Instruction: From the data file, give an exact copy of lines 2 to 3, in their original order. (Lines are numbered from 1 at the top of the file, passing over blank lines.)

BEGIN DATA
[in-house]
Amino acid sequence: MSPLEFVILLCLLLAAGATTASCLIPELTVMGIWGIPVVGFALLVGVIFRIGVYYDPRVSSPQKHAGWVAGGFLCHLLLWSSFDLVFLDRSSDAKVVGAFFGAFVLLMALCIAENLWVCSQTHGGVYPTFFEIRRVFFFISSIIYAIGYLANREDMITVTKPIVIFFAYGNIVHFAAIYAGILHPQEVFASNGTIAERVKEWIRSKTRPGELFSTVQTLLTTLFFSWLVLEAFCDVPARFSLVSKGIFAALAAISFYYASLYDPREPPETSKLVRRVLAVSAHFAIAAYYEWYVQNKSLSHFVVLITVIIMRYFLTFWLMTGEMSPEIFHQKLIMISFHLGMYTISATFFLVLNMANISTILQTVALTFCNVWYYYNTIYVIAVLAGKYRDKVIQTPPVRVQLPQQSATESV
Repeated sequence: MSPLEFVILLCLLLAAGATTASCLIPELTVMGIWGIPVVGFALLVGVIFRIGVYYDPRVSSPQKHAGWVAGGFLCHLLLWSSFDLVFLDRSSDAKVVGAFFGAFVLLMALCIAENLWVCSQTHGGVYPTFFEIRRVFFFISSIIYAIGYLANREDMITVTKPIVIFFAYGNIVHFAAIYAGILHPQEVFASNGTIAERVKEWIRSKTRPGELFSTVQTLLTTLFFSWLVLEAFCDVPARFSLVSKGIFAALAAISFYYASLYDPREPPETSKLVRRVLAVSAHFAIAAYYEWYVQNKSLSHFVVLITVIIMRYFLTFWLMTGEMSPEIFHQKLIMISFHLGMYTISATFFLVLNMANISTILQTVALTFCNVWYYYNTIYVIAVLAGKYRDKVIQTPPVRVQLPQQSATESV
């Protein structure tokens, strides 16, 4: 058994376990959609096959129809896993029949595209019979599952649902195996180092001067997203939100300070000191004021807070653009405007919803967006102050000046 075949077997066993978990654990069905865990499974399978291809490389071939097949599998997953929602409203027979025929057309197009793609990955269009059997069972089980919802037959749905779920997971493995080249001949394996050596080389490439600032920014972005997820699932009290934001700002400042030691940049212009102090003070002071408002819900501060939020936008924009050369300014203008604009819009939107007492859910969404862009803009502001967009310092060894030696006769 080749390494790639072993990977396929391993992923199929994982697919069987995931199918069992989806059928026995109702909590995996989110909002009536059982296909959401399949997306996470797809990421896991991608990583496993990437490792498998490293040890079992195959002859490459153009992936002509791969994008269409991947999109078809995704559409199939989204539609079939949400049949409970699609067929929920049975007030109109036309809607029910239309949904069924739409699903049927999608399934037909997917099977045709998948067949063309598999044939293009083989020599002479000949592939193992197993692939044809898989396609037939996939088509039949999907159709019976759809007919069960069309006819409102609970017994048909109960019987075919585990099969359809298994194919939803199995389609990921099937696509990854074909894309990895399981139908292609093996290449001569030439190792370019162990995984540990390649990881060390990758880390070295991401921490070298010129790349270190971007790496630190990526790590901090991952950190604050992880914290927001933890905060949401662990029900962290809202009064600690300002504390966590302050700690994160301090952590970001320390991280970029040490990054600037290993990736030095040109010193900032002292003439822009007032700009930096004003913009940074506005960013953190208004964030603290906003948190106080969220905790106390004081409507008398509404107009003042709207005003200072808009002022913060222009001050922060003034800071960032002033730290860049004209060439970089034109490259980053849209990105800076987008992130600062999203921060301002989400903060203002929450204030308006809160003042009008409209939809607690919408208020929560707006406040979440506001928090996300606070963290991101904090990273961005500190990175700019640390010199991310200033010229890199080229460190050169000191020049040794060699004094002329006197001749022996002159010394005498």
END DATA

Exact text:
Amino acid sequence: MSPLEFVILLCLLLAAGATTASCLIPELTVMGIWGIPVVGFALLVGVIFRIGVYYDPRVSSPQKHAGWVAGGFLCHLLLWSSFDLVFLDRSSDAKVVGAFFGAFVLLMALCIAENLWVCSQTHGGVYPTFFEIRRVFFFISSIIYAIGYLANREDMITVTKPIVIFFAYGNIVHFAAIYAGILHPQEVFASNGTIAERVKEWIRSKTRPGELFSTVQTLLTTLFFSWLVLEAFCDVPARFSLVSKGIFAALAAISFYYASLYDPREPPETSKLVRRVLAVSAHFAIAAYYEWYVQNKSLSHFVVLITVIIMRYFLTFWLMTGEMSPEIFHQKLIMISFHLGMYTISATFFLVLNMANISTILQTVALTFCNVWYYYNTIYVIAVLAGKYRDKVIQTPPVRVQLPQQSATESV
Repeated sequence: MSPLEFVILLCLLLAAGATTASCLIPELTVMGIWGIPVVGFALLVGVIFRIGVYYDPRVSSPQKHAGWVAGGFLCHLLLWSSFDLVFLDRSSDAKVVGAFFGAFVLLMALCIAENLWVCSQTHGGVYPTFFEIRRVFFFISSIIYAIGYLANREDMITVTKPIVIFFAYGNIVHFAAIYAGILHPQEVFASNGTIAERVKEWIRSKTRPGELFSTVQTLLTTLFFSWLVLEAFCDVPARFSLVSKGIFAALAAISFYYASLYDPREPPETSKLVRRVLAVSAHFAIAAYYEWYVQNKSLSHFVVLITVIIMRYFLTFWLMTGEMSPEIFHQKLIMISFHLGMYTISATFFLVLNMANISTILQTVALTFCNVWYYYNTIYVIAVLAGKYRDKVIQTPPVRVQLPQQSATESV